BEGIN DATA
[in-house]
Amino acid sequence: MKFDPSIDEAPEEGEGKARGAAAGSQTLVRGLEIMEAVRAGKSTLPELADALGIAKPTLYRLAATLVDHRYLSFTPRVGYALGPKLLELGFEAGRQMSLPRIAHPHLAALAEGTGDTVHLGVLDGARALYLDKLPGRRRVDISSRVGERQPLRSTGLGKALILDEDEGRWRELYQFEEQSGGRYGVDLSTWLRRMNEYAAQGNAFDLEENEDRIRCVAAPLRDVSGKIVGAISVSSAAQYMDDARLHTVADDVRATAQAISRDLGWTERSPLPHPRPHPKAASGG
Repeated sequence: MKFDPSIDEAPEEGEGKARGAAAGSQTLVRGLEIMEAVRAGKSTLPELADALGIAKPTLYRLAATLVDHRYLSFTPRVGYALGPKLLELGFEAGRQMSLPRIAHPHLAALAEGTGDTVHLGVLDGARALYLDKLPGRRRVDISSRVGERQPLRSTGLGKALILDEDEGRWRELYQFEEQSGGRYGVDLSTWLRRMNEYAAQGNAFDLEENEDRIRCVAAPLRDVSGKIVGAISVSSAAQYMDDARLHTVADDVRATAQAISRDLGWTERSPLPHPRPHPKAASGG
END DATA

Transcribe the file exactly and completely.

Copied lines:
[in-house]
Amino acid sequence: MKFDPSIDEAPEEGEGKARGAAAGSQTLVRGLEIMEAVRAGKSTLPELADALGIAKPTLYRLAATLVDHRYLSFTPRVGYALGPKLLELGFEAGRQMSLPRIAHPHLAALAEGTGDTVHLGVLDGARALYLDKLPGRRRVDISSRVGERQPLRSTGLGKALILDEDEGRWRELYQFEEQSGGRYGVDLSTWLRRMNEYAAQGNAFDLEENEDRIRCVAAPLRDVSGKIVGAISVSSAAQYMDDARLHTVADDVRATAQAISRDLGWTERSPLPHPRPHPKAASGG
Repeated sequence: MKFDPSIDEAPEEGEGKARGAAAGSQTLVRGLEIMEAVRAGKSTLPELADALGIAKPTLYRLAATLVDHRYLSFTPRVGYALGPKLLELGFEAGRQMSLPRIAHPHLAALAEGTGDTVHLGVLDGARALYLDKLPGRRRVDISSRVGERQPLRSTGLGKALILDEDEGRWRELYQFEEQSGGRYGVDLSTWLRRMNEYAAQGNAFDLEENEDRIRCVAAPLRDVSGKIVGAISVSSAAQYMDDARLHTVADDVRATAQAISRDLGWTERSPLPHPRPHPKAASGG